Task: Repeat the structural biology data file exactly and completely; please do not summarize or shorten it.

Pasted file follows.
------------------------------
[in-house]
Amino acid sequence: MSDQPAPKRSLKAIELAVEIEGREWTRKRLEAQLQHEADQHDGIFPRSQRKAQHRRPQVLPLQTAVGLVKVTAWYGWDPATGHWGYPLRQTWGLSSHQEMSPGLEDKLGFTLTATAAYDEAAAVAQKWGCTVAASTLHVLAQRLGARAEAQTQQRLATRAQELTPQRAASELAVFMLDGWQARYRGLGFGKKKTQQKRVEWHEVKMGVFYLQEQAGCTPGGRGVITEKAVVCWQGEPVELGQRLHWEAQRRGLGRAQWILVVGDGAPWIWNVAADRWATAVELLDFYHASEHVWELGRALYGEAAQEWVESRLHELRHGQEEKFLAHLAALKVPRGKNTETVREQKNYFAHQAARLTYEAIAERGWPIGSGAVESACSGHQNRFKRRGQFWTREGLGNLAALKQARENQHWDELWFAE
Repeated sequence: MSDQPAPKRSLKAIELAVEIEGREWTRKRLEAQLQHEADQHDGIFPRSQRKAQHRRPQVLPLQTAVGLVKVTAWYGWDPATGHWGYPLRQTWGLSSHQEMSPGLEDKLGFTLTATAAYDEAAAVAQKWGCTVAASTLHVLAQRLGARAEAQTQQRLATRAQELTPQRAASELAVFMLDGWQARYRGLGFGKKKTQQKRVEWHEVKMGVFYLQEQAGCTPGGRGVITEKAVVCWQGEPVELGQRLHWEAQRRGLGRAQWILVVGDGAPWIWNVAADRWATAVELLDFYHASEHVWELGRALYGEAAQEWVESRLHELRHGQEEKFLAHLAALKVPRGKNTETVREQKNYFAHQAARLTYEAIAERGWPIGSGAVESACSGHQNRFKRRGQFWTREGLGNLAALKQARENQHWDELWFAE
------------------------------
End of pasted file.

[in-house]
Amino acid sequence: MSDQPAPKRSLKAIELAVEIEGREWTRKRLEAQLQHEADQHDGIFPRSQRKAQHRRPQVLPLQTAVGLVKVTAWYGWDPATGHWGYPLRQTWGLSSHQEMSPGLEDKLGFTLTATAAYDEAAAVAQKWGCTVAASTLHVLAQRLGARAEAQTQQRLATRAQELTPQRAASELAVFMLDGWQARYRGLGFGKKKTQQKRVEWHEVKMGVFYLQEQAGCTPGGRGVITEKAVVCWQGEPVELGQRLHWEAQRRGLGRAQWILVVGDGAPWIWNVAADRWATAVELLDFYHASEHVWELGRALYGEAAQEWVESRLHELRHGQEEKFLAHLAALKVPRGKNTETVREQKNYFAHQAARLTYEAIAERGWPIGSGAVESACSGHQNRFKRRGQFWTREGLGNLAALKQARENQHWDELWFAE
Repeated sequence: MSDQPAPKRSLKAIELAVEIEGREWTRKRLEAQLQHEADQHDGIFPRSQRKAQHRRPQVLPLQTAVGLVKVTAWYGWDPATGHWGYPLRQTWGLSSHQEMSPGLEDKLGFTLTATAAYDEAAAVAQKWGCTVAASTLHVLAQRLGARAEAQTQQRLATRAQELTPQRAASELAVFMLDGWQARYRGLGFGKKKTQQKRVEWHEVKMGVFYLQEQAGCTPGGRGVITEKAVVCWQGEPVELGQRLHWEAQRRGLGRAQWILVVGDGAPWIWNVAADRWATAVELLDFYHASEHVWELGRALYGEAAQEWVESRLHELRHGQEEKFLAHLAALKVPRGKNTETVREQKNYFAHQAARLTYEAIAERGWPIGSGAVESACSGHQNRFKRRGQFWTREGLGNLAALKQARENQHWDELWFAE